A priest and nine other anti-nuclear activists were arrested at the Nevada Test Site Saturday after conducting religious ceremonies at a former chapel on the top-secret nuclear compound.

Department of Energy spokesman Jim Boyer said 10 demonstrators, including some clergy members, were cited for penetrating the testing grounds - a more serious offense than simple trespassing - and transported to the jail in nearby Beatty.Security personnel were looking for an 11th member of the group, Boyer said.

The incident was part of an annual Easter demonstration called the Lenten Desert Experience, sponsored by the group Nevada Desert Experience, which is opposed to nuclear-weapons testing and the proliferation of the arms race.

Desert Experience spokesman John Klusmire said 11 people ventured onto the U.S. nuclear test site Friday night, taking a roundabout route through the desert to reach the former chapel at Mercury.

He said the anti-nuclear activists reached the former chapel about 4:30 a.m. and conducted religious ceremonies to reconsecrate the building for worship.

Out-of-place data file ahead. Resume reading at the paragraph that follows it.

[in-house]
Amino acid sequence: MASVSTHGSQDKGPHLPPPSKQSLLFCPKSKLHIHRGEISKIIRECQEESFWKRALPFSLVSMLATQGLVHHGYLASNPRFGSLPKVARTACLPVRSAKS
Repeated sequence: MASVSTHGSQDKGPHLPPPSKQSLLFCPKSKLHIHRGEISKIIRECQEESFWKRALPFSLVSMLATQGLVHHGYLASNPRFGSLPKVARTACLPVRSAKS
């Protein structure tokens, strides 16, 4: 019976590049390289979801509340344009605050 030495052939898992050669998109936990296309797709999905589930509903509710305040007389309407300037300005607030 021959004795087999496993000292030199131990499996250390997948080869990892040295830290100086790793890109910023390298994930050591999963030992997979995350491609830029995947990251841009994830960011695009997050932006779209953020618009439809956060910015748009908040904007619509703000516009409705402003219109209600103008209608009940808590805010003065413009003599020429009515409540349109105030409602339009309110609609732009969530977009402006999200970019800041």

The former chapel is now used as an office and storage space. Among those arrested was a Franciscan priest, the Rev. Louie Vitale.

Boyer said no breach of classified security occurred.

"This was not a sensitive area. It is the least sensitive area at the test site," the spokesman said.

Most people who protest at the weapons-testing facility commit a simple trespassing offense by crossing onto government property at the Mercury entrance to the test site. Those people are cited and released.

Boyer said offenders who actually penetrate the site face more serious penalties of being fined and jailed for up to six months.

Nevada Desert Experience began the Lenten demonstrations on Ash Wednesday. Daily activities have been held to mark Holy Week, with activities concluding on Easter Sunday.

Since St. Patrick's Day, about 300 protesters have been cited for trespassing in a series of escalating protests leading up to the Easter demonstration.

Mercury is about 65 miles northwest of Las Vegas. The test site is the center of the nation's nuclear weapons testing program, and 690 announced tests have been conducted there since the installation became operational in the early 1950s.